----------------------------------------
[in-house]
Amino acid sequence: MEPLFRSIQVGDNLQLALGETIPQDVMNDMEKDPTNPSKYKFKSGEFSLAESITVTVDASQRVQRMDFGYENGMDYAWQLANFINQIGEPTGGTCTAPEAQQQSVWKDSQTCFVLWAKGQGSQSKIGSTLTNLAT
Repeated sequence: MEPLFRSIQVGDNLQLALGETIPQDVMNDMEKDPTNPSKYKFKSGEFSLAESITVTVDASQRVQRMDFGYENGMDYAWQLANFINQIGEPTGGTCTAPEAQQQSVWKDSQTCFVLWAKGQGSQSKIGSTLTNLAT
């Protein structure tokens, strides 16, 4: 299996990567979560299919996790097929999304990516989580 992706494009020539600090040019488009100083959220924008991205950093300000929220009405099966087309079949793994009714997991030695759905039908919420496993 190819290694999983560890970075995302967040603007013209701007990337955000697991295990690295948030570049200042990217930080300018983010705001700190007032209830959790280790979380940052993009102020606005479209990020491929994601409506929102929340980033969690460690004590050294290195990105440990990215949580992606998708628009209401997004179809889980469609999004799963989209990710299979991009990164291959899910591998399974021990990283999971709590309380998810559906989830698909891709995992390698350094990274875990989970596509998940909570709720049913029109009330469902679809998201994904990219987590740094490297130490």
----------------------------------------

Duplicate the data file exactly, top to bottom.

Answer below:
[in-house]
Amino acid sequence: MEPLFRSIQVGDNLQLALGETIPQDVMNDMEKDPTNPSKYKFKSGEFSLAESITVTVDASQRVQRMDFGYENGMDYAWQLANFINQIGEPTGGTCTAPEAQQQSVWKDSQTCFVLWAKGQGSQSKIGSTLTNLAT
Repeated sequence: MEPLFRSIQVGDNLQLALGETIPQDVMNDMEKDPTNPSKYKFKSGEFSLAESITVTVDASQRVQRMDFGYENGMDYAWQLANFINQIGEPTGGTCTAPEAQQQSVWKDSQTCFVLWAKGQGSQSKIGSTLTNLAT
């Protein structure tokens, strides 16, 4: 299996990567979560299919996790097929999304990516989580 992706494009020539600090040019488009100083959220924008991205950093300000929220009405099966087309079949793994009714997991030695759905039908919420496993 190819290694999983560890970075995302967040603007013209701007990337955000697991295990690295948030570049200042990217930080300018983010705001700190007032209830959790280790979380940052993009102020606005479209990020491929994601409506929102929340980033969690460690004590050294290195990105440990990215949580992606998708628009209401997004179809889980469609999004799963989209990710299979991009990164291959899910591998399974021990990283999971709590309380998810559906989830698909891709995992390698350094990274875990989970596509998940909570709720049913029109009330469902679809998201994904990219987590740094490297130490």